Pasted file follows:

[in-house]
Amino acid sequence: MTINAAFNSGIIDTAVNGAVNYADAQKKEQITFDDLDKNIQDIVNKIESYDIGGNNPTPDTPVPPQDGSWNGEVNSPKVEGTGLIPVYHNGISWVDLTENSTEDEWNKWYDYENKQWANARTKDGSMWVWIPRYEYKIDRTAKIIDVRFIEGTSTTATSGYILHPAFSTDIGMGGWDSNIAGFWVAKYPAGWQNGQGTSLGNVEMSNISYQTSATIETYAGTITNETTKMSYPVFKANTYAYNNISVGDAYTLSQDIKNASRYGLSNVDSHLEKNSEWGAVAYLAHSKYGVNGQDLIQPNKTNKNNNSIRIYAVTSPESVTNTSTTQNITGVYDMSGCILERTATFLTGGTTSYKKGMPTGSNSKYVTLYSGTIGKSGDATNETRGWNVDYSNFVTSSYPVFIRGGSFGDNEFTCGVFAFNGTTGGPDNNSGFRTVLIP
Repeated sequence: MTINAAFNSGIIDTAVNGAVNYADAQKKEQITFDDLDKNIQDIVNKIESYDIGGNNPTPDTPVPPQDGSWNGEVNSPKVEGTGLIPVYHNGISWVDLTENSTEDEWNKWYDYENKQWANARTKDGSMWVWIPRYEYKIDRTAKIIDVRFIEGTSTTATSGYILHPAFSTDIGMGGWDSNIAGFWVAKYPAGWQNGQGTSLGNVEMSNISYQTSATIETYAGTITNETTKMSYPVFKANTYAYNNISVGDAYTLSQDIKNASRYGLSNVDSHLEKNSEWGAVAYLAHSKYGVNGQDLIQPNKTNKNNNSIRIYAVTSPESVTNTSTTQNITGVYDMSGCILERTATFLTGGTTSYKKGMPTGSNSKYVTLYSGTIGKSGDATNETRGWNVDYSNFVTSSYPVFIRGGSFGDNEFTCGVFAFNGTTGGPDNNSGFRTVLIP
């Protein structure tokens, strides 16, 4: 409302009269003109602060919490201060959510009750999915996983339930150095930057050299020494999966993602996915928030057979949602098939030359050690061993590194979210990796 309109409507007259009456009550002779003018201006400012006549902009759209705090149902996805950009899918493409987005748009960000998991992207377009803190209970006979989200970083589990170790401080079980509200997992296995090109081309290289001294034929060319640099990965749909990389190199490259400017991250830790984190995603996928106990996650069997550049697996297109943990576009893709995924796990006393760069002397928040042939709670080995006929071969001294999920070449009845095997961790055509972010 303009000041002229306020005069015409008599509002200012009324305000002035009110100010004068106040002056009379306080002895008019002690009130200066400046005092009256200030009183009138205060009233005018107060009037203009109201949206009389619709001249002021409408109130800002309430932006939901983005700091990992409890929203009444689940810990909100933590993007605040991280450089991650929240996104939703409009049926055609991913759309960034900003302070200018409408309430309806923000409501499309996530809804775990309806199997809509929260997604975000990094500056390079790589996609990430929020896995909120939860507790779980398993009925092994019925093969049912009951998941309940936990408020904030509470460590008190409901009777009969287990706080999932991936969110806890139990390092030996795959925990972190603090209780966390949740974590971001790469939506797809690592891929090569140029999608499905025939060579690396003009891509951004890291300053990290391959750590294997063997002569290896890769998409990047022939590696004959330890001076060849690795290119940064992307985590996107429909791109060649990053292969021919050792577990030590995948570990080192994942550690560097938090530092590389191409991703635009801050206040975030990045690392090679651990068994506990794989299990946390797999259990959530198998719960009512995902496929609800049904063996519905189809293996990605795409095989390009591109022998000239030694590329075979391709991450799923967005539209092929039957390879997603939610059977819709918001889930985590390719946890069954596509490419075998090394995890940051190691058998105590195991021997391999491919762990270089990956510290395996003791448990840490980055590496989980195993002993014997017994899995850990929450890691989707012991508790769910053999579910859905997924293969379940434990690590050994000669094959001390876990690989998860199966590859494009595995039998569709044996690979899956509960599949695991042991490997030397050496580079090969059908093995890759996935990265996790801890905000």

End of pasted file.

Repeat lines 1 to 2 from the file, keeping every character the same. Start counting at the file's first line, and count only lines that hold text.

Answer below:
[in-house]
Amino acid sequence: MTINAAFNSGIIDTAVNGAVNYADAQKKEQITFDDLDKNIQDIVNKIESYDIGGNNPTPDTPVPPQDGSWNGEVNSPKVEGTGLIPVYHNGISWVDLTENSTEDEWNKWYDYENKQWANARTKDGSMWVWIPRYEYKIDRTAKIIDVRFIEGTSTTATSGYILHPAFSTDIGMGGWDSNIAGFWVAKYPAGWQNGQGTSLGNVEMSNISYQTSATIETYAGTITNETTKMSYPVFKANTYAYNNISVGDAYTLSQDIKNASRYGLSNVDSHLEKNSEWGAVAYLAHSKYGVNGQDLIQPNKTNKNNNSIRIYAVTSPESVTNTSTTQNITGVYDMSGCILERTATFLTGGTTSYKKGMPTGSNSKYVTLYSGTIGKSGDATNETRGWNVDYSNFVTSSYPVFIRGGSFGDNEFTCGVFAFNGTTGGPDNNSGFRTVLIP